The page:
Last week was my birthday. My friends at the hostel offered me chocolate cupcakes and a bottle of rum. They are utterly adorable. In the meantime, I received another phone call to work in a call centre and it got me thinking, because for my previous interview I had to buy high heels, a black jacket and put on a dress. It is not me at all! I was not comfortable and, therefore, not confident at all, and even though I don’t know what to do with my life, I know that I don’t want a job where I have to fake being someone I am not. I don’t think I am made to live in a city. I still have enough money to try somewhere else.

When I went to Inverness a few weeks ago, the bus to go back to Edinburgh stopped in Aviemore. It’s a town situated in the national park of the Cairngorms. The bus stopped only a few minutes but I had the time to fall in love with this little town surrounded by the mountains. In Inverness, I was told that I would have more chances of finding a job in Edinburgh, so looking for a job in Aviemore seems hopeless.  Not knowing what to do right now though, I have decided to follow my heart.

Visiting And Job Searching

Wednesday, March 1st 2017

It’s been 2 weeks since I arrived in Edinburgh, Scotland. I fell in love with this country as soon as I arrived. The feeling, long sought, of feeling like “home”.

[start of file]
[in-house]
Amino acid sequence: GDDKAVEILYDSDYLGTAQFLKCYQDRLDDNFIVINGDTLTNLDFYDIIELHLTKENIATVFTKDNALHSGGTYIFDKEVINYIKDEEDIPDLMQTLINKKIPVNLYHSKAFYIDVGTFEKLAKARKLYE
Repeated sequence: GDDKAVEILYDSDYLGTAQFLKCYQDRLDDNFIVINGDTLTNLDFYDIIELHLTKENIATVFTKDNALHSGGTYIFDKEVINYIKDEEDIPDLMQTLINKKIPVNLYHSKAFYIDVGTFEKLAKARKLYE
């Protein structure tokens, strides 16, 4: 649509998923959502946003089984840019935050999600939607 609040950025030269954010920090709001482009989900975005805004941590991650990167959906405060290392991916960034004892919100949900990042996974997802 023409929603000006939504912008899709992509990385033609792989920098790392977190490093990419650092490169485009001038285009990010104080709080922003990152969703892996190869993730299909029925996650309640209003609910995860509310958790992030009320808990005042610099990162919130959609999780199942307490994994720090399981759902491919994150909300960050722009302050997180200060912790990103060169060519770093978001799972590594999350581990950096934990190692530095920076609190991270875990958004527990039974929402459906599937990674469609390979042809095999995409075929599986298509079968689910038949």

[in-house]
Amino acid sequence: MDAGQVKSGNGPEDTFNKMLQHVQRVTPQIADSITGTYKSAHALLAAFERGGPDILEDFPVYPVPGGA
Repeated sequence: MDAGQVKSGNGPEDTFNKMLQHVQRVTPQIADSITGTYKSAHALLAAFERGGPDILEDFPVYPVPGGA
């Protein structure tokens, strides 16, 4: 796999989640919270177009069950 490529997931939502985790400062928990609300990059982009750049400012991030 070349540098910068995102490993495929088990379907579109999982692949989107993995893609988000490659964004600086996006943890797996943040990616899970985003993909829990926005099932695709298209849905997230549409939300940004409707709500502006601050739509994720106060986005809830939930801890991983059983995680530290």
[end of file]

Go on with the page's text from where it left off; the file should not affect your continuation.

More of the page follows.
The first week I went to explore the city. I visited the castle and its museum, which moved me. It is dedicated to Scottish soldiers.

Staying in a hostel, I have met people from everywhere around the world (Japan, China, New-Zealand, South Korea, Nigeria, Mexico, but mainly Spanish people). As usual I am sociable but I like to be by myself, especially to get used to my surroundings and people.

The second week I explored the country. I visited the city of Stirling. It is a very charming little town with its castle and the National Wallace Monument and its 246 steps that take you to the summit. Then I went to visit Aberdeen, on the East coast. Not much to say about this town because I spent most of my time on the beach enjoying the blue sky and sunshine. Then I went to the town of Inverness, the capital of the Highlands. I saw huge mountains with their summits in the clouds and covered with snow, little rivers running from the top to our feet. To end my tour, I left Inverness by coach and passed by Loch Ness, which looks like an ocean more than a loch. From there I reached the town of Portree on the Isle of Skye on the West coast.